I’m glad you called attention to the important point that “Dead trees are an important part of forest carbon stocks, as well as providing crucial ecological function.” Protecting soil carbon stores and robust nutrient cycling processes are critical for the regeneration of future carbon-sequestering vegetation and the preservation of essential ecological services.

    85% of the global deadwood carbon stock remains on forest floors and continues to store carbon each year. We recommend that deadwood be left in place — in the forest. Removing deadwood may not only be destructive for biodiversity and the ability of forests to regenerate, but it could actually substantially increase atmospheric carbon. For example, if we used deadwood as a biofuel it could release the carbon that would otherwise have remained locked up each year. If the world’s deadwood was removed and burned, it would release eight times more carbon than what’s currently emitted from burning fossil fuels. This is particularly important in cooler climatic regions, where decomposition is slower and deadwood remains for several years as vital carbon storage.

  10. Publications
    Yang, XG; Liu, YQ; Wu, ZC; Yu, Y; Li, FR; Fan, WY (2020). Forest age mapping based on multiple-resource remote sensing data. ENVIRONMENTAL MONITORING AND ASSESSMENT, 192(11), 734.

    Forest age is an important stand description factor and plays an important role in the carbon cycle of forest ecosystems. However, forest age data are typically lacking or are difficult to acquire at large spatial scale. Thus, it is important to develop a method of spatial forest age mapping. In this study, a method of forest age estimation based on multiple-resource remote sensing data was developed. Forest age was estimated by using average tree height estimated from the ICESat/GLAS and MODIS BRDF products. The results showed that forest age was significantly related to average tree height with a correlation coefficient of 0.752. Then, the average tree height was inversed using a waveform parameter extracted from ICESat/GLAS and was extended to continuous space with the help of the MODIS BRDF product. Thus, forest age mapping was realized. Lastly, the structure of forest age in the study area was evaluated. The results indicated that this method can be used to estimate forest age at the local scale and at large scale and can facilitate understandings of the real forest age structure features of a research area.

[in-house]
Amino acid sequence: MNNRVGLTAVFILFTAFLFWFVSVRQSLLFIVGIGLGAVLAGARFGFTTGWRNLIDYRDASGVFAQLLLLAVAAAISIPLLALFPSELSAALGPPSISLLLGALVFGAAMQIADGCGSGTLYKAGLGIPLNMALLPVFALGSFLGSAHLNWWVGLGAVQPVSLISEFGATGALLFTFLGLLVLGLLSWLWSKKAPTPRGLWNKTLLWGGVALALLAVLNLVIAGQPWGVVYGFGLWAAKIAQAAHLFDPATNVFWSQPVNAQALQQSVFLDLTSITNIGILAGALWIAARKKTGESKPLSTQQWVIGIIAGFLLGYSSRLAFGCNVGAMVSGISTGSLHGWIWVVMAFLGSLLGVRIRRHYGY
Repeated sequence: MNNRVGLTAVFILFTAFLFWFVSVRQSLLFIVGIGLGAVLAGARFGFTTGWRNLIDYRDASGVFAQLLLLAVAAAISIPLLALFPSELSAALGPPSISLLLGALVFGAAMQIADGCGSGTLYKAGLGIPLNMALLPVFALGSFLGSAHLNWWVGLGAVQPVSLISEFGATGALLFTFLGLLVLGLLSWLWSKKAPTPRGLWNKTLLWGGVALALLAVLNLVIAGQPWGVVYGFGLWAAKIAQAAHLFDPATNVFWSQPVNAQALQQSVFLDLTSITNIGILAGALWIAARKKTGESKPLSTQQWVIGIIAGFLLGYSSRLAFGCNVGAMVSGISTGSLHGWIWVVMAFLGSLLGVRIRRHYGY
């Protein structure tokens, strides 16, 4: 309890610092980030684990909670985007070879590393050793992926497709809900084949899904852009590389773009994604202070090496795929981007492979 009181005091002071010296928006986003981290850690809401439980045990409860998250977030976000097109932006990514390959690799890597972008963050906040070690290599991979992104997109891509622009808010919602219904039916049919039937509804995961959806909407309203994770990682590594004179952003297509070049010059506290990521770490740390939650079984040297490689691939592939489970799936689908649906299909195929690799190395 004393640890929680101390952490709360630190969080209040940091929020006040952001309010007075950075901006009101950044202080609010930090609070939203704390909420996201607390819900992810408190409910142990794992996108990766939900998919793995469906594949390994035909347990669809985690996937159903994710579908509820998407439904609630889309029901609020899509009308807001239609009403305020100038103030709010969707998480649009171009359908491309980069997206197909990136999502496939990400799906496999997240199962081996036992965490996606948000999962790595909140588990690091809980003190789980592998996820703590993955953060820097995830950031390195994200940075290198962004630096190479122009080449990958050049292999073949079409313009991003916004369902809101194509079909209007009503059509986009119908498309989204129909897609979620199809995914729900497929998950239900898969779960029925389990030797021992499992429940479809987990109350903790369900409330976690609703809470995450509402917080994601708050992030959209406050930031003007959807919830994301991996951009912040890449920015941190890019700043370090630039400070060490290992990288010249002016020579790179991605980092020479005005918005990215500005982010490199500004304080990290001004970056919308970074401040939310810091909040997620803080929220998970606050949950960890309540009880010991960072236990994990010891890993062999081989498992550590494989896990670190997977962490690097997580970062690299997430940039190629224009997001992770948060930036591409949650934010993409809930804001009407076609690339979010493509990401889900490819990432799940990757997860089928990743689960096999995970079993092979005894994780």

11. Sharon: “Dead Trees Sequester No Carbon”
    Olga Krankina: “Dead trees do not go to heaven.”

    On the flanks of Mary’s Peak I have seen large snags that remain sanding after being killed in a fire in the 1870s.

    For those worried about carbon consequences of fire. I hope they express the same concerns about the carbon consequences of logging.

    During “typical” fire years in the late 1990s, forest fires in western Oregon removed only about 1/50th as much carbon annually compared to logging (0.1 TgC/yr emissions from fire vs. ~5.5 TgC/yr emissions from logging). Logging in western Oregon transfers more carbon out of forests EVERY YEAR than did the unprecedented 2002 Biscuit fire (~5.5 TgC/yr from logging vs. ~4.1 TgC from Biscuit fire). Law, B.E., Turner, D., et al 2004. Disturbance and climate effects on carbon stocks and fluxes across Western Oregon USA. Global Change Biology (2004) 10, 1429-1444.